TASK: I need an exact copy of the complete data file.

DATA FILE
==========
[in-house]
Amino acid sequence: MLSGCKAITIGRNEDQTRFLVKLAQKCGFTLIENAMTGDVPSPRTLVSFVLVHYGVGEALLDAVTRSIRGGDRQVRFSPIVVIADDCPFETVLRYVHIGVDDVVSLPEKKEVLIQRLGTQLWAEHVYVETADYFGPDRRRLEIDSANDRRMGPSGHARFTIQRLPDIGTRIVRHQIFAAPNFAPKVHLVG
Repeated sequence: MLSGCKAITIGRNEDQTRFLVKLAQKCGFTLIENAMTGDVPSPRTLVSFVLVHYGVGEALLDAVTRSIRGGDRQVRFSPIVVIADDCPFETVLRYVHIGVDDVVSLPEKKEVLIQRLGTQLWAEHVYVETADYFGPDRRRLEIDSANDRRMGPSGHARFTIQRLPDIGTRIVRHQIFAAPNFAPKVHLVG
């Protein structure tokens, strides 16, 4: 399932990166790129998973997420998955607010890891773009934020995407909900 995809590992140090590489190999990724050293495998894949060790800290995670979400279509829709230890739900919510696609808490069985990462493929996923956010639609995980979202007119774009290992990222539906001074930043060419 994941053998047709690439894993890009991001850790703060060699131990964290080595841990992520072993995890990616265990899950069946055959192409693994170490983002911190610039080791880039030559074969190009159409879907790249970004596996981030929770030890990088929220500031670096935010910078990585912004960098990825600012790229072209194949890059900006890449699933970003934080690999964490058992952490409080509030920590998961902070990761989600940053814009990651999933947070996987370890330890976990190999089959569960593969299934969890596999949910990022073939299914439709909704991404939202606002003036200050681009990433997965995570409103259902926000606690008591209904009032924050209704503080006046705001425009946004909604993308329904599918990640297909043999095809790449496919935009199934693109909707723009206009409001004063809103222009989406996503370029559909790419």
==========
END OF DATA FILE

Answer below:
[in-house]
Amino acid sequence: MLSGCKAITIGRNEDQTRFLVKLAQKCGFTLIENAMTGDVPSPRTLVSFVLVHYGVGEALLDAVTRSIRGGDRQVRFSPIVVIADDCPFETVLRYVHIGVDDVVSLPEKKEVLIQRLGTQLWAEHVYVETADYFGPDRRRLEIDSANDRRMGPSGHARFTIQRLPDIGTRIVRHQIFAAPNFAPKVHLVG
Repeated sequence: MLSGCKAITIGRNEDQTRFLVKLAQKCGFTLIENAMTGDVPSPRTLVSFVLVHYGVGEALLDAVTRSIRGGDRQVRFSPIVVIADDCPFETVLRYVHIGVDDVVSLPEKKEVLIQRLGTQLWAEHVYVETADYFGPDRRRLEIDSANDRRMGPSGHARFTIQRLPDIGTRIVRHQIFAAPNFAPKVHLVG
């Protein structure tokens, strides 16, 4: 399932990166790129998973997420998955607010890891773009934020995407909900 995809590992140090590489190999990724050293495998894949060790800290995670979400279509829709230890739900919510696609808490069985990462493929996923956010639609995980979202007119774009290992990222539906001074930043060419 994941053998047709690439894993890009991001850790703060060699131990964290080595841990992520072993995890990616265990899950069946055959192409693994170490983002911190610039080791880039030559074969190009159409879907790249970004596996981030929770030890990088929220500031670096935010910078990585912004960098990825600012790229072209194949890059900006890449699933970003934080690999964490058992952490409080509030920590998961902070990761989600940053814009990651999933947070996987370890330890976990190999089959569960593969299934969890596999949910990022073939299914439709909704991404939202606002003036200050681009990433997965995570409103259902926000606690008591209904009032924050209704503080006046705001425009946004909604993308329904599918990640297909043999095809790449496919935009199934693109909707723009206009409001004063809103222009989406996503370029559909790419």